Venerable Tenga Rinpoche tells us that there is a precious silver statue of Drubchen Tashi Päljor, which is known as “The Silver Statue that Floated in Midair.” This precious statue was made by his heart-son and spiritual heir, Mikyö Dorje, and is said to have floated in the air for seven days after the Karmapa had consecrated it. It contains some hair, bone fragments, pieces of the clothes and relic pills of Tashi Päljor and has great blessings. Tenga Rinpoche added that “often rituals for the sick are performed in front of this statue. If the sick person will live, the eyes of the statue will look upwards. If the person will die, then the statue’s eyes will look downwards. During the destruction of Tsurphu, where the statue was kept, it was saved and buried on the mountain behind the monastery by one of the Tsurphu monks. Decades later, after Tsurphu Monastery was rebuilt, the same monk searched and found the statue again. It is now enshrined in the large silver reliquary in Tsurphu as one of the most precious relics of the Karma Kagyü Lineage.”


In “Supplications and Offerings to the Kagyü Gurus” (also in “The Rain of Wisdom”), Mikyö Dorje advised his disciples on how to engage in practice and wrote: “Chant melodiously starting with the songs of the Kagyü Vajradhara up through my own songs. Furthermore, adding no extra words as your melodious chant, meditate properly in your mind on their meaning. Mix whatever you can of the meaning with your mind. Particularly, on the four holy days, before an image of Sanggye Nyenpa, take the Mahayana vow and purification and then sing the songs. Furthermore, on the twenty-ninth day of the month, the great holy day of Sanggye Nyenpa, organize a chanting session. Also, when endangered by epidemics, obstacles, and other adversities, and for the benefit of the dead and such, one should organize a chanting session.”


Being an emanation of ‘Phagpa Chenrezig, the source of Sangye Nyenpa Rinpoche’s incarnations is Buddha Maitreya, the Fifth Buddha who will appear in this fortunate aeon. Sangye Nyenpa had taken many births as a Mahasiddha in India, such as Yeshe Nyingpo, Jnanagarbha in Sanskrit. Because he was a Mahapandita, Jnanagarbha, who was also one of Lord Marpa’s main teachers, was a gatekeeper at the University of Vikramashila, residing near one of the two pillars that stood in the center of the monastic complex. Sangye Nyenpa had also taken birth as Mahapandita Mirtijana and others, and, in wonderful ways, he continuously works for the Buddhadharma and for the benefit of all living beings. His ten incarnations known in the world as Sangye Nyenpa Rinpoche are:


Ist Sangye Nyenpa - Tashi Päljor, who was the 21 st Lineage-holder in the line of great masters of the Kagyü Golden Rosary;

IInd Sangye Nyenpa - Lhungpo Rabten;
IIIrd Sangye Nyenpa - Geleg Nyingpo;
IVth Sangye Nyenpa - Geleg Gyatso, who established Benchen Monastery slightly southwest of present day Qinghai. Before he actually founded the monastery, instead of living in his own monastery at Denkhog, he went to Zurmang Monastery. There a building was established for him known as The Red Abode of Nyenpa Rinpoche. After leaving Zurmang, one day he came to an area called Ga. He saw that this was a very good place and so he built Benchen Phuntsog Dargyeling Monastery there .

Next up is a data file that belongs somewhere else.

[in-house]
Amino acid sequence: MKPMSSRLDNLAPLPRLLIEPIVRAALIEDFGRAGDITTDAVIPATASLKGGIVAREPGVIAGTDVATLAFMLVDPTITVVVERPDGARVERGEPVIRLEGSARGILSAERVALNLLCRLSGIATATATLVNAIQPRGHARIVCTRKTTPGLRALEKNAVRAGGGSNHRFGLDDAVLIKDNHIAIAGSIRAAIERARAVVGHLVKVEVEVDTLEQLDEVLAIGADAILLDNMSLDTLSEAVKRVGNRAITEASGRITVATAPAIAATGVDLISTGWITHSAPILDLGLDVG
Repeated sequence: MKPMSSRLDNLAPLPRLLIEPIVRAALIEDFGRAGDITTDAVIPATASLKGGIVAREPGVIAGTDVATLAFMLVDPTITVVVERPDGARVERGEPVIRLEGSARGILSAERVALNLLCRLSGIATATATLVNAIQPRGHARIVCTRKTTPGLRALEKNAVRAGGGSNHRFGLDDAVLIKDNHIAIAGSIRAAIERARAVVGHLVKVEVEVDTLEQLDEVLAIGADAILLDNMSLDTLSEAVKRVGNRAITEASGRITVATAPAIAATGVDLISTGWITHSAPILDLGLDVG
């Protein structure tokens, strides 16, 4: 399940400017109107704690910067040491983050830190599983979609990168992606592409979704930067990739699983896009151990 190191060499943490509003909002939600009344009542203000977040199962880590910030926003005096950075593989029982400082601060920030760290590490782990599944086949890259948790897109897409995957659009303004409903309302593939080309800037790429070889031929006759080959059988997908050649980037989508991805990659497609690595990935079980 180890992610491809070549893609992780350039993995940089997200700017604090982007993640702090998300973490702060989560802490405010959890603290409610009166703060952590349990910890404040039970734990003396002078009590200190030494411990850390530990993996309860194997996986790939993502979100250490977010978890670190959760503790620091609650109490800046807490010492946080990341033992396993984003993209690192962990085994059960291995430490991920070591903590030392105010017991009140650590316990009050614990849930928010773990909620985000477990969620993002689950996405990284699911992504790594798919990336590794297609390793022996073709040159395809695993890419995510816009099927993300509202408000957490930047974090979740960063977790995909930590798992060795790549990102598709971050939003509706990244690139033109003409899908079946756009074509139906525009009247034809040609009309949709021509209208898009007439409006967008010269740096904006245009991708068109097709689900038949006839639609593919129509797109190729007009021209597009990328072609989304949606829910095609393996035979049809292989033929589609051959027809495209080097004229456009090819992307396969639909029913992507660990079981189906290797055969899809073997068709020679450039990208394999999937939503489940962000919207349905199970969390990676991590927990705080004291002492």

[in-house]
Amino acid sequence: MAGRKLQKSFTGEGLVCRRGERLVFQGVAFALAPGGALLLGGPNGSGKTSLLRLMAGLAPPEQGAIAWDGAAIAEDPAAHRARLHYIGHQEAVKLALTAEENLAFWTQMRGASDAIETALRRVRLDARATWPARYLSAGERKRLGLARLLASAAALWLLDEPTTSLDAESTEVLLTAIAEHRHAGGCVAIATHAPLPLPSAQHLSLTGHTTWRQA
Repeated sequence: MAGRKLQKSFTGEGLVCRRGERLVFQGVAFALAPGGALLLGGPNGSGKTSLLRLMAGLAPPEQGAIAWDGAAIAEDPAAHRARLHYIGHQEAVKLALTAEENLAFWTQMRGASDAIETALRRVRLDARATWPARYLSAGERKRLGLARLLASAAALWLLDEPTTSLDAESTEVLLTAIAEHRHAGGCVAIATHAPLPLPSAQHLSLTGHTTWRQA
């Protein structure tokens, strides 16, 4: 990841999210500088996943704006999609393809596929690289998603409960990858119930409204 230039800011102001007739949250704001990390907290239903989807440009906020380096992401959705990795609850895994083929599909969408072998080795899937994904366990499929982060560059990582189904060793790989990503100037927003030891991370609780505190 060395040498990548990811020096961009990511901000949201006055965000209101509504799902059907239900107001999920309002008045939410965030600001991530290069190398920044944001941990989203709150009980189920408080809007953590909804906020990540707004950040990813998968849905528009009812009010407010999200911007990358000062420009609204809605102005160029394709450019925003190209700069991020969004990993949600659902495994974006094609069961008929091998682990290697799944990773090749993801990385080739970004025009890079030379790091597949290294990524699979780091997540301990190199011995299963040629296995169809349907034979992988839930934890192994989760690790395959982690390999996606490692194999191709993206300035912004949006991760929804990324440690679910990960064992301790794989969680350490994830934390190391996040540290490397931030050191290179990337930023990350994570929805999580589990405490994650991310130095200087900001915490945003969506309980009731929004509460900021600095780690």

Vth Sangye Nyenpa - Deleg Nyingpo;
VIth Sangye Nyenpa - Drubgyu Tendar;
VIIth Sangye Nyenpa - Sherab Nyingpo;
VIIIth Sangye Nyenpa - Tashi Drubchog, who recognized Tenzin Chögyal as the reincarnation of Lama Samten, the First Venerable Tenga Rinpoche. Ever since then, there is a deep bond with Tenga Rinpoche, which has continued unbroken to this day;
IXth Sangye Nyenp - Tenpe Nyima, who passed into Parinirvana at the age of 66 in Rumtek Monastery, Sikkim, the main seat of the Karmapas in exile. It may be of interest to many people to read that Matthieu Ricard states: “Dilgo Khyentse Rinpoche's elder brother had been recognized as the incarnation of Sangye Nyenpa.”
Xth Sangye Nyenpa Rinpoche was recognized and enthroned by His Holiness the Sixteenth Karmapa, Rangjung Rigpe Dorje, at Rumtek Monastery. His Holiness gave him the name Karma Pälden Rangjung Trinley Kunkyab Tenpe Gyaltsen Päl Sangpo.


The following treatises and texts by His Eminence Sangye Nyenpa Rinpoche are available to Tibetan-speaking students and disciples in the section “Buddhist Philosophy Texts” of this website:

"Chenpo Zhentong.” The commentary to the Mahamudra prayer; “A teaching on the 3rd Karmapa’s ‘Mahamudra prayer’ ” by the Venerable 10th Sangye Nyenpa Rinpoche at Benchen Phuntsok Dhargje Ling, Swoyambhu, Kathmandu, Nepal. Transcription by the senior class of Karma Lekshey Ling Institute, 2004;

Teachings on ‘The 37 Practices of a Bodhisattva’ (‘Gyalse Jungog’)” by the Venerable 10th Sangye Nyenpa Rinpoche at Benchen Phuntsok Dharje Ling, Swoyambhu, Kathmandu, Nepal. Transcription by the senior class of Karma Lekshey Ling Institute, 2002;

“A commentary on ‘Drodhon Khachapma’ (Chenrezig Puja )” composed by H.E. Sangye Nyenpa Rinpoche in 2006.

In English, H.E. Sangye Nyenpa Rinpoche , “An Introduction to ‘ The 37 Practices of a Bodhisattva’ by Gyatsäl Thogme Zangpo,” in the link “Audio, Teachings and others.”


Long-life prayer for His Eminence the Tenth Sangye Nyenpa Rinpoche:

May the life of the Glorious Lama remain steadfast and firm.

May peace and happiness fully arise for beings as limitless in number as space is vast in its extent.

Having accumulated merit and purified negativities, may I and all living beings without exception

swiftly establish the levels and grounds of Buddhahood.



Kagyu Office of His Holiness the 17th Gyalwang Karmapa, Ogyen Trinley Dorje, “The Golden Rosary” (2008).

Benchen Phuntsok Ling, “A Short Biography of the Sangye Nyenpa Rinpoche,” Belgium (2008).

“The Rain of Wisdom. The Vajra Songs of the Kagyü Gurus ,” transl. under the direction of Chögyam Trungpa by the Nalanda Translation Com., Boston & London, 1980, pages 1, 5-6, & 11-12.

Venerable Tenga Rinpoche, in: RywikiTsadraOrg, “Great Masters of the Kagyü Lineage” (2008).

Matthieu Ricard, “The Life of Dilgo Khyentse Rinpoche,” in: Dilgo Khyentse Fellowship, Shechen (2008).


May we exemplify the supreme conduct conducive to awakening and attaining enlightenment for the benefit of all living beings!


(With sincerest gratitude to Khenpo Karma Namgyal for his wonderful activities, compiled & written for English-speaking students & visitors of Karma Lekshey Ling Institute, near the Great Stupa of Swayambunath in Nepal, by Gaby Hollmann, Munich, 2008; copyright.)

© Karma Lekshey Ling Shedra, Post Box No.8435, Swoyambhu, Kathmandu, Nepal